Focused beam-stop array for the measurement of scatter in megavoltage portal and cone beam CT imaging.
ABSTRACT We describe a focused beam-stop array (BSA) for the measurement of object scatter in imaging systems that utilize x-ray beams in the megavoltage (MV) energy range. The BSA consists of 64 doubly truncated tungsten cone elements of 0.5 cm maximum diameter that are arranged in a regular array on an acrylic slab. The BSA is placed in the accessory tray of a medical linear accelerator at a distance of approximately 50 cm from the focal spot. We derive an expression that allows us to estimate the scatter in an image taken without the array present, given image values in a second image with the array in place. The presence of the array reduces fluence incident on the imaged object. This leads to an object-dependent underestimation bias in the scatter measurements. We apply corrections in order to address this issue. We compare estimates of the flat panel detector response to scatter obtained using the BSA to those derived from Monte Carlo simulations. We find that the two estimates agree to within 10% in terms of RMS error for 30 cm x 30 cm water slabs in the thickness range of 10-30 cm. Larger errors in the scatter estimates are encountered for thinner objects, probably owing to extrafocal radiation sources. However, RMS errors in the estimates of primary images are no more than 5% for water slab thicknesses in the range of 1-30 cm. The BSA scatter estimates are also used to correct cone beam tomographic projections. Maximum deviations of central profiles of uniform water phantoms are reduced from 193 to 19 HU after application of corrections for scatter, beam hardening, and lateral truncation that are based on the BSA-derived scatter estimate. The same corrections remove the typical cupping artifact from both phantom and patient images. The BSA proves to be a useful tool for quantifying and removing image scatter, as well as for validating models of MV imaging systems.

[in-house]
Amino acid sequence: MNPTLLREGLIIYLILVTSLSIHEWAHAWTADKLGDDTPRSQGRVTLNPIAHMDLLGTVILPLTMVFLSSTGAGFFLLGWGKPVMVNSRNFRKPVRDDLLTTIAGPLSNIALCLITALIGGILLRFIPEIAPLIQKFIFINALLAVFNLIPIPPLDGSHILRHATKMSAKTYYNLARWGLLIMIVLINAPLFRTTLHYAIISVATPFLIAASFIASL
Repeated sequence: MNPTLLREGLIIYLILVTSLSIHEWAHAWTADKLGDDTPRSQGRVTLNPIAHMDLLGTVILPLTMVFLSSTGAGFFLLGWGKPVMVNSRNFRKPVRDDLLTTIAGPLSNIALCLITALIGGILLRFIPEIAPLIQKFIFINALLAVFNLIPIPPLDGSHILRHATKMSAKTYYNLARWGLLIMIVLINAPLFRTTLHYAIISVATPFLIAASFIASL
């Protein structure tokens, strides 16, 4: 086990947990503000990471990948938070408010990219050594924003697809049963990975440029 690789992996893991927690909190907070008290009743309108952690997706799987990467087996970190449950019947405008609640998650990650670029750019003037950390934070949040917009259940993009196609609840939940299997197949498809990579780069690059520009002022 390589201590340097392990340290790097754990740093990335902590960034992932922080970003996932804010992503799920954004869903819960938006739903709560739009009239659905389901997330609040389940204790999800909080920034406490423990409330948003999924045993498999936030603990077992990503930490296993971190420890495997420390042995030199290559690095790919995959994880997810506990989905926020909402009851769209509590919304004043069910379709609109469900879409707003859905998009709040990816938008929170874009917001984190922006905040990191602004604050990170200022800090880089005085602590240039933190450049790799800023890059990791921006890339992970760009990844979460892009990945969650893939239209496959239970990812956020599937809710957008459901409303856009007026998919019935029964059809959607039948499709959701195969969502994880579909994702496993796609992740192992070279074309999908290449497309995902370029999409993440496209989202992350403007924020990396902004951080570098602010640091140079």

Conference Proceeding: Assessment of x-ray scatter for the micro-CT subsystem of the FLEX Triumph™ preclinical PET-CT scanner[show abstract] [hide abstract]
ABSTRACT: This work aims at assessing x-ray scatter and more specifically the scatter to primary ratio (SPR) for the micro-CT subsystem of the FLEX Triumph™ preclinical PET-CT scanner. Two approaches were used: the experimental single blocker method and Monte Carlo (MC) simulations using the MCNP4C code. For the experimental setup, five cylindrical blockers with diameters ranging between 3.0 and 11.65 mm were used to assess the SPR using a polyethylene phantom (d=50mm). The beams energy influence was studied by scanning the phantom at 30, 50 and 80 kV (mag=1.3). Likewise, additional acquisitions at 50 kV were performed with a magnification of 2.0 to evaluate the impact of geometrical magnification and using a Plexiglas phantom (d=25mm) filled with water at 50 kV (mag=1.3) to assess the influence of the size and composition of the phantom. For each condition, the five blocker SPR results were linearly interpolated to obtain the SPR without the blocker. Central and peripheral SPR values were obtained by rotating the source and detector and were fitted with a Gaussian function. MC simulations were carried out using the MCNP4C code where the estimates were also fitted with a Gaussian function. The comparison showed that MC simulations can reproduce well the experimental results, at least in the region inside the phantom. The highest difference was obtained with the small phantom in the peripheral regions. The maximum SPR (0.562) was obtained at 30kV and magnification of 1.3 using the large phantom. The full SPR profile was calculated using MC simulations and used to express its dependency on beam energy and phantom diameter (quadratic), and air gap (asymptotic). The obtained results are in good agreement with theoretical predictions. MC is a very good alternative to experimental measurements of x-ray scatter in micro-CT imaging and can be used to validate novel scatter correction techniques. This will also improve the accuracy of CTAC on preclinical PET-CT systems.Nuclear Science Symposium Conference Record (NSS/MIC), 2010 IEEE; 12/2010